A sample is considered to be an error if the frequency of occurrence exceeds that predicted by this distribution.

Figure 29. Binomial Distribution, 1 Million Samples.

Noise magnitude is normalized to Sigma (σ) and can be determined by measuring the full-scale SNR and then solving the following equation using this value:


When sigma has been determined based on the expected SNR (or from the data sheet), a method can be employed to capture data such that the expected ADC code is subtracted from the actual code, resulting in a distribution histogram. With a statistically large data set, it can be expected that for normal ADC noise, the resultant distribution will be similar to that shown in Figure 29. For a large distribution, excess samples in any of these ranges are an indication of bit errors, as shown in Table 1.

Table 1. Sigma vs. Normal Probability of Occurrence
σ Normal Probability of Occurrence Natural Occurrences Outside in 1 Million Samples
3.58 2 × 10−3 2000
4.22 2 × 10−4 200
4.76 2 × 10−5 20
5.25 2 × 10−6 2
5.70 2 × 10−7 0.2
6.11 2 × 10−8 0.02
6.50 2 × 10−9 0.002
6.85 2 × 10−10 0.0002

Note that with a sample rate of 100 MSPS, one error outside the 6.85 sigma is normal in a 50-second window and does not constitute a conversion error. Only when the rate exceeds 2 × 10 − 10 is a conversion error indicated. In practice, external devices, including latching and memory elements, make it difficult to measure anything beyond about 2 × 10 − 6 or 2 × 10 − 7.

DC Test Definitions

Gain Error (%FS)

It is the difference between the measured full scale and ideal full scale. This is usually expressed as a percentage of full scale.

Gain Matching (%FS)

It is the ratio of the maximum full scale to the minimum full scale of a multichannel ADC. It is expressed as a percentage of full scale using the following equation:


FSRMAX is the most positive gain error in volts.
FSRMIN is the most negative gain error in volts.

Offset Error (%FS)

It is the difference between the measured and ideal voltage at the analog input that produces the midscale code at the output. This is usually expressed as a percentage of full scale.

Offset Matching (mV)

It is the difference in offsets, expressed in millivolts between the channels of a multichannel converter. It is computed with the following equation:


VOFFSETMAX is the most positive offset error.
VOFFSETMIN is the most negative offset error.

Offset matching is usually expressed in millivolts with the full-scale input range stated in the product data sheet.

Temperature Drift (ppm)

The temperature drifts for offset error and gain error specify the maximum change from the initial (25°C) value to the value at TMIN or TMAX. This is usually expressed in ppm.

Voltage Output High/Voltage Output Low (VOH/VOL, V)

Voltage output high (VOH) is the voltage representing the high logic level. Voltage output low (VOL) is the voltage representing the low logic level.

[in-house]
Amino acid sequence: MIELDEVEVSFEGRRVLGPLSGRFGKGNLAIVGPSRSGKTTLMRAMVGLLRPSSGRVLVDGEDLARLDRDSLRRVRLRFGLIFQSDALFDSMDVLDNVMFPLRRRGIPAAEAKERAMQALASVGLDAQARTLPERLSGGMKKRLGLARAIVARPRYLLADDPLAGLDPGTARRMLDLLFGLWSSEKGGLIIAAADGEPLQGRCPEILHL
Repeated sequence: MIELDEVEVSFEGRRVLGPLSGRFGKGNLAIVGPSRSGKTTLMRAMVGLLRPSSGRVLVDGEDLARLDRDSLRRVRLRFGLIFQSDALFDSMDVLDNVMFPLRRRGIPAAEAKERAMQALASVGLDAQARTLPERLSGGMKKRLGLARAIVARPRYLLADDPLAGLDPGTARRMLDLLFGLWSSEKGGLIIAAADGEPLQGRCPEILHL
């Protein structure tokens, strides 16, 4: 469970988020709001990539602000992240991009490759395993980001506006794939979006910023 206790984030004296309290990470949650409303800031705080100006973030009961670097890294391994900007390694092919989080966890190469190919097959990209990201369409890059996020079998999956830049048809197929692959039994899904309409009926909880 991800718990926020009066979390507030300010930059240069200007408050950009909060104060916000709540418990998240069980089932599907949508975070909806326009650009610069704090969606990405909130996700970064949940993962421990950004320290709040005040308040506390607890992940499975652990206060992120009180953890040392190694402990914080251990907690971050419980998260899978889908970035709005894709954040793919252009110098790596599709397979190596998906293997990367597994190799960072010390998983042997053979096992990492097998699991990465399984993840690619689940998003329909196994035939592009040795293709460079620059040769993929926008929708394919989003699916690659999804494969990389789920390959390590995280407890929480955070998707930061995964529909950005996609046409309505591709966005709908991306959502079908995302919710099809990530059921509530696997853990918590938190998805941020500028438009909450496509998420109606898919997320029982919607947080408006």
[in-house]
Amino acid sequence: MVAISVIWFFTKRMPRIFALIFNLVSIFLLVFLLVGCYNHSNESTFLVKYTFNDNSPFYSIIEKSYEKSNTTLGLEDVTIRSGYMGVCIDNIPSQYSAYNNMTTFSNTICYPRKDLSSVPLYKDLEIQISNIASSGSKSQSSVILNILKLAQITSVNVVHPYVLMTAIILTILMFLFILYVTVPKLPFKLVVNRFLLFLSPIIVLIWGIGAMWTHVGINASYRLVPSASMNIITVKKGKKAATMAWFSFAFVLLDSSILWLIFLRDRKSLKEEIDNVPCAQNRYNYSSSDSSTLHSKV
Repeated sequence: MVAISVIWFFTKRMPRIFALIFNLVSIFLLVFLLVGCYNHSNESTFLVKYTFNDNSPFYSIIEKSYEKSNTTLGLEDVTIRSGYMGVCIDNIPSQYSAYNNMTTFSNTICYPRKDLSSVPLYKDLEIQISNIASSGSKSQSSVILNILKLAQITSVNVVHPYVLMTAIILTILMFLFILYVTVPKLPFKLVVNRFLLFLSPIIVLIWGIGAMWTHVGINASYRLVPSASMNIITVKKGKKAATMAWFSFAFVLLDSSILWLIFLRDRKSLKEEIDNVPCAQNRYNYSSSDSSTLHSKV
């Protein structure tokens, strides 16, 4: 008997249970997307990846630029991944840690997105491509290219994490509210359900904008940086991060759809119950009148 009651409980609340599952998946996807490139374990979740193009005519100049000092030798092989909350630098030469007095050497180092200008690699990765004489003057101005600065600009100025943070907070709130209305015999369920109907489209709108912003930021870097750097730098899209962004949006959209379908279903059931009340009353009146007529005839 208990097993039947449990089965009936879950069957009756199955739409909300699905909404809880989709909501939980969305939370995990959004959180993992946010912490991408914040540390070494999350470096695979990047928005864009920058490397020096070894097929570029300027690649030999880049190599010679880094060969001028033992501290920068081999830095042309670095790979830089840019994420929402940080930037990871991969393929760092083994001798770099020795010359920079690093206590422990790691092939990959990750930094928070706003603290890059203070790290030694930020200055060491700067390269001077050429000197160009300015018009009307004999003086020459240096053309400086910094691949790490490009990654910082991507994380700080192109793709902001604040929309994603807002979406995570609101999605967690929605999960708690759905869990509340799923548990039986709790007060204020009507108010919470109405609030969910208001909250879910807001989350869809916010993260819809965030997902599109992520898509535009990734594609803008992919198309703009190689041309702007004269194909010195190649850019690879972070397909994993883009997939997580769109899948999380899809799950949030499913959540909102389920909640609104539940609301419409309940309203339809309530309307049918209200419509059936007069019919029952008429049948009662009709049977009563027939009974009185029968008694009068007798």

DC or static tests are typically made with dc or very low frequency test signals. The purpose of these tests is to determine the baseline values of many of the core converter specifications. Test conditions vary by product; therefore, the product’s data sheet should be consulted to determine actual test conditions.


There are two types of converter linearity: differential nonlinearity (DNL) and integral nonlinearity (INL). The basic measure of an ADC is the range of voltages for which each code is active. The integration of these voltages determines the overall transfer function of the converter. Together these two basic measurements determine the characteristic static performance of the ADC.

These tests are frequently performed using histogram techniques. A histogram is collected by driving the analog input of the ADC with a signal of known statistical qualities. For example, a dc ramp has the quality of a uniform probability density function. This means that when driving an ADC input, each ADC code has an equal probability of occurring over a large observation window. Other waveforms, such as sine waves, have known functions as well. Although such waveforms are not uniform, they can be accurately described mathematically (see The Data Conversion Handbook, Walt Kester, Newness, 2005, Page 315.).

Typical histogram tests are performed by taking as large a number of samples as is reasonable. For high resolution converters, this may be 4 million samples or more.

Differential Nonlinearity Error (DNL, LSB)

DNL is the variation of any code from an ideal 1 LSB step. This is measured by examining each of the histogram bins and comparing the actual probability of occurrence to the ideal probability. This results in a direct measure of DNL for each code.

Figure 30. Typical 10-Bit DNL.

Missing Code

A code is said to be missing if the DNL for that code is −1 LSB. A missing code is defined as a missing quantization level and can result from a variety of causes. Most products are designed or screened for no missing codes.

Integral Nonlinearity Error (INL, LSB)

INL is the deviation of the transfer function from a reference line measured in fractions of 1 LSB using a best straight line determined by a least-mean-squared curve fit. This is measured by integrating the histogram to form a transfer function and then performing the linear regression on this function. The difference between the actual transfer function and this best fit line is the INL.

Figure 31. Typical 10-Bit INL.

Figure 32. DNL and INL Test Setup.

Power Supply Rejection Ratio (PSRR, dB)